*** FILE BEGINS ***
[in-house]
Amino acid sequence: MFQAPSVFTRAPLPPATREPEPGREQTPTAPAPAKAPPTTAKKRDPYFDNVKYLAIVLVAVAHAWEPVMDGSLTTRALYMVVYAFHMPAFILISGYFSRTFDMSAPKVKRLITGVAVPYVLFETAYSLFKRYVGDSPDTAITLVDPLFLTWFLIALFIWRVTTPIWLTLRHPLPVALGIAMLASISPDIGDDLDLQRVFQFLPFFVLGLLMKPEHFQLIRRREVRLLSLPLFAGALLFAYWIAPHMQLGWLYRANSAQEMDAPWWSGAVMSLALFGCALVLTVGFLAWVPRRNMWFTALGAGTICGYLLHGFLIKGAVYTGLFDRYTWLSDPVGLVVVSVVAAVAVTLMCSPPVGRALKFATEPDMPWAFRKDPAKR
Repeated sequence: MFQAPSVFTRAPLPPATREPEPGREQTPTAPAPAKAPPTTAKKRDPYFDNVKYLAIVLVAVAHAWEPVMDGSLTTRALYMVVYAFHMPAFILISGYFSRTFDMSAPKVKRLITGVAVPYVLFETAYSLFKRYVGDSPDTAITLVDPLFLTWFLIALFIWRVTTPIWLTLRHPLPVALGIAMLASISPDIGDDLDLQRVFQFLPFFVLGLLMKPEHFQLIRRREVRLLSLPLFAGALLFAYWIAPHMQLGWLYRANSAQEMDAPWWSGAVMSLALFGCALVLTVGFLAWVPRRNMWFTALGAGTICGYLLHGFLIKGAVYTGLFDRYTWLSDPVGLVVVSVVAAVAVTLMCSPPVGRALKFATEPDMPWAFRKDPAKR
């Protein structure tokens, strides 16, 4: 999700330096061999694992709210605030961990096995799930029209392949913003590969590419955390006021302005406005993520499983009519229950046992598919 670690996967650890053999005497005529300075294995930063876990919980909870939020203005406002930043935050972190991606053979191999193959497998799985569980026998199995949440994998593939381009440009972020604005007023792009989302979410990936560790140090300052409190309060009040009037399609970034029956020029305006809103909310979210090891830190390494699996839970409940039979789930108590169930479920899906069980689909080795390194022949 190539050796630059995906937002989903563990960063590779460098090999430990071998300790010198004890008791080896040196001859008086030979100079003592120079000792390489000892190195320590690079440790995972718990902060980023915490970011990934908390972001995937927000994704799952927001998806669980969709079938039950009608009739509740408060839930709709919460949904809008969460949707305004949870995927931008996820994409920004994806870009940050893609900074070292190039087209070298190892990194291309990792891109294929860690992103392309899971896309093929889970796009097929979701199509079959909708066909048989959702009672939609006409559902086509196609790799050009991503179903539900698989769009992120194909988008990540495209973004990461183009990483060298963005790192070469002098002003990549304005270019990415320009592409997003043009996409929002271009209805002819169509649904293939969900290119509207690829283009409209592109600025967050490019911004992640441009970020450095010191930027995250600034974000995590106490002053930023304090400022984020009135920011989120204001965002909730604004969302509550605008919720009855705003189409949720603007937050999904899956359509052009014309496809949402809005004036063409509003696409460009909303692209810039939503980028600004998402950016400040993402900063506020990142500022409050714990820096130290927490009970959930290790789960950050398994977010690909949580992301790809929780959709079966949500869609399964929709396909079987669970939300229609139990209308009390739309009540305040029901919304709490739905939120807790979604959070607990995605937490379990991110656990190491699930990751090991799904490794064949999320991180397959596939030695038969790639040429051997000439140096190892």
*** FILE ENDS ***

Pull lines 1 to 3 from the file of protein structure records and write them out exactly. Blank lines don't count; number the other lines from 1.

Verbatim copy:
[in-house]
Amino acid sequence: MFQAPSVFTRAPLPPATREPEPGREQTPTAPAPAKAPPTTAKKRDPYFDNVKYLAIVLVAVAHAWEPVMDGSLTTRALYMVVYAFHMPAFILISGYFSRTFDMSAPKVKRLITGVAVPYVLFETAYSLFKRYVGDSPDTAITLVDPLFLTWFLIALFIWRVTTPIWLTLRHPLPVALGIAMLASISPDIGDDLDLQRVFQFLPFFVLGLLMKPEHFQLIRRREVRLLSLPLFAGALLFAYWIAPHMQLGWLYRANSAQEMDAPWWSGAVMSLALFGCALVLTVGFLAWVPRRNMWFTALGAGTICGYLLHGFLIKGAVYTGLFDRYTWLSDPVGLVVVSVVAAVAVTLMCSPPVGRALKFATEPDMPWAFRKDPAKR
Repeated sequence: MFQAPSVFTRAPLPPATREPEPGREQTPTAPAPAKAPPTTAKKRDPYFDNVKYLAIVLVAVAHAWEPVMDGSLTTRALYMVVYAFHMPAFILISGYFSRTFDMSAPKVKRLITGVAVPYVLFETAYSLFKRYVGDSPDTAITLVDPLFLTWFLIALFIWRVTTPIWLTLRHPLPVALGIAMLASISPDIGDDLDLQRVFQFLPFFVLGLLMKPEHFQLIRRREVRLLSLPLFAGALLFAYWIAPHMQLGWLYRANSAQEMDAPWWSGAVMSLALFGCALVLTVGFLAWVPRRNMWFTALGAGTICGYLLHGFLIKGAVYTGLFDRYTWLSDPVGLVVVSVVAAVAVTLMCSPPVGRALKFATEPDMPWAFRKDPAKR